THE new Chief Inspector of Selby has pledged to ensure victims of domestic violence find the support they need as he takes on his new role.

Chief Insp Mark Khan said some crimes, such as violence in the home, had increased recently in the area.

The existing economic environment, with hard-pressed families feeling stressed under growing financial pressures, is often blamed for the spike.

Chief Insp Khan pledged work would continue between the force and other organisations, including the Independent Domestic Abuse Service, to bring them down.

He also stressed the importance of police working with other agencies and the public to tackle problems in the district.

Chief Insp Khan started his new post this month, having previously been posted to Selby on three occasions and also spending time working in York and in the North Yorkshire Police Ccntrol room.

He said: “Domestic violence appears to have increased in the Selby district.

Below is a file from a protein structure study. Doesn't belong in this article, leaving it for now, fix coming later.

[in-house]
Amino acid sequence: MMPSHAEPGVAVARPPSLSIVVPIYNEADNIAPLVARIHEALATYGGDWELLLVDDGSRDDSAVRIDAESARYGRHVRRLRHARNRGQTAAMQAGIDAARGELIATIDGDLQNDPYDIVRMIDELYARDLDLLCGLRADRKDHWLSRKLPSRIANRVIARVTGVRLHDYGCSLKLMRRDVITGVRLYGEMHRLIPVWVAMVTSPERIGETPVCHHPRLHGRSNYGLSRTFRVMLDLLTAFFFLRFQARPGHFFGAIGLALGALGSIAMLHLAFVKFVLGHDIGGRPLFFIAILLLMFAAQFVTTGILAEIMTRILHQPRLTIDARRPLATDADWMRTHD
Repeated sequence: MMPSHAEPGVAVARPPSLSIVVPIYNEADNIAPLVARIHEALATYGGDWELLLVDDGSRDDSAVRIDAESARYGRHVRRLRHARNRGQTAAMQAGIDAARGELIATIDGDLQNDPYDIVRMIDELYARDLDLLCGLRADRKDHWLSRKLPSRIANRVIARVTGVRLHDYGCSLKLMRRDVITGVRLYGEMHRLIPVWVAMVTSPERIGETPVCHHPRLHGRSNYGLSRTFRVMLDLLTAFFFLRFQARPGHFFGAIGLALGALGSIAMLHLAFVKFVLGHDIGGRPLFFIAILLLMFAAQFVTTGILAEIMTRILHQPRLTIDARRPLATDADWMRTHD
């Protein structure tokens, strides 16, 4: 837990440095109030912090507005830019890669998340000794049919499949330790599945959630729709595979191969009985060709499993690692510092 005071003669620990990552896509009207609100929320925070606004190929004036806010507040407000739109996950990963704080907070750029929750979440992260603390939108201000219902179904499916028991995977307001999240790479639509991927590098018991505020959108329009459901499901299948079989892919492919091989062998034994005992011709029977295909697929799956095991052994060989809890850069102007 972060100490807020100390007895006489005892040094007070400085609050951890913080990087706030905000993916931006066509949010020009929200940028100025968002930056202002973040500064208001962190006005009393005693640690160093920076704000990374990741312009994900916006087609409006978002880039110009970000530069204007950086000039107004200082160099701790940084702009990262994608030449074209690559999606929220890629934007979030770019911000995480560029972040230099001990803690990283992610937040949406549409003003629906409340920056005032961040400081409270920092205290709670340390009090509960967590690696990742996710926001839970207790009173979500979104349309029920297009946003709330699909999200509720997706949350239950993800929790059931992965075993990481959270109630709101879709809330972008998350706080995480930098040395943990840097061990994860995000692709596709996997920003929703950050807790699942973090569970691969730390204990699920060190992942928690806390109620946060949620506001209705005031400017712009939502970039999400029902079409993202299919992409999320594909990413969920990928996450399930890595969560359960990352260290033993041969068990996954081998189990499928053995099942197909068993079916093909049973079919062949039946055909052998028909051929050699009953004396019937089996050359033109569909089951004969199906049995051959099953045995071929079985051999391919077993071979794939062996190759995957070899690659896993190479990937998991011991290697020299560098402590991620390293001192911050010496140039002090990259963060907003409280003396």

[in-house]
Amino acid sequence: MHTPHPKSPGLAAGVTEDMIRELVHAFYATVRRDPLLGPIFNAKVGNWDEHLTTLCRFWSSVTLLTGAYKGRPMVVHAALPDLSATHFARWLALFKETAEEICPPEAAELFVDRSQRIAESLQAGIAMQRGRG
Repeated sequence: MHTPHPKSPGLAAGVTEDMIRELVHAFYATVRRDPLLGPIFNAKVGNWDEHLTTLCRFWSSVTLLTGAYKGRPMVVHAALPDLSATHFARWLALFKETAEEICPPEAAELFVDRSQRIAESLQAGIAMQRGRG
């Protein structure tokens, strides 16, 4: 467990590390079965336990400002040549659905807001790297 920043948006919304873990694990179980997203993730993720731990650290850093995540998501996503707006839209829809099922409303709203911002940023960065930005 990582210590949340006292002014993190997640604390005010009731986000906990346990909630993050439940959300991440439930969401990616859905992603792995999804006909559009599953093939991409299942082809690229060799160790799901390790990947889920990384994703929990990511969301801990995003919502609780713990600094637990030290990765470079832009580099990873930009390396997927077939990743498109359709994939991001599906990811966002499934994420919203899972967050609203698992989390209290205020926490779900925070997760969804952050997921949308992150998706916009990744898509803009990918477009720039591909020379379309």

“Certain crimes like shop theft and domestic violence go up in times of financial austerity.

“We do not tolerate domestic violence and want that message to go out. However, when certain individuals are dealt with we want to support and help families through a partnership approach.

“I suspect that kind of problem will continue to be a problem as families continue to fall on hard times.

“I think Selby district is in a strong position through its history of partnership working to support individuals. Without that partnership working, you won’t help to improve peoples’ lives.”

Chief Insp Khan said he would like the community to be more actively involved, both through council-led Community Engagement Forums, and through volunteering with the force either as PCSOs or Special Constables, or through Neighbourhood Watch schemes.

He also said there were plans to increase the use of social media to share information.

He said: “It’s the future. It takes some getting used to, but it’s helpful.

“It would seem to me that social media represents a section of the community and Neighbourhood Watch represents maybe an older demographic. That’s just my opinion, but maybe we need to find ways of developing Neighbourhood Watch across a wider demographic.”

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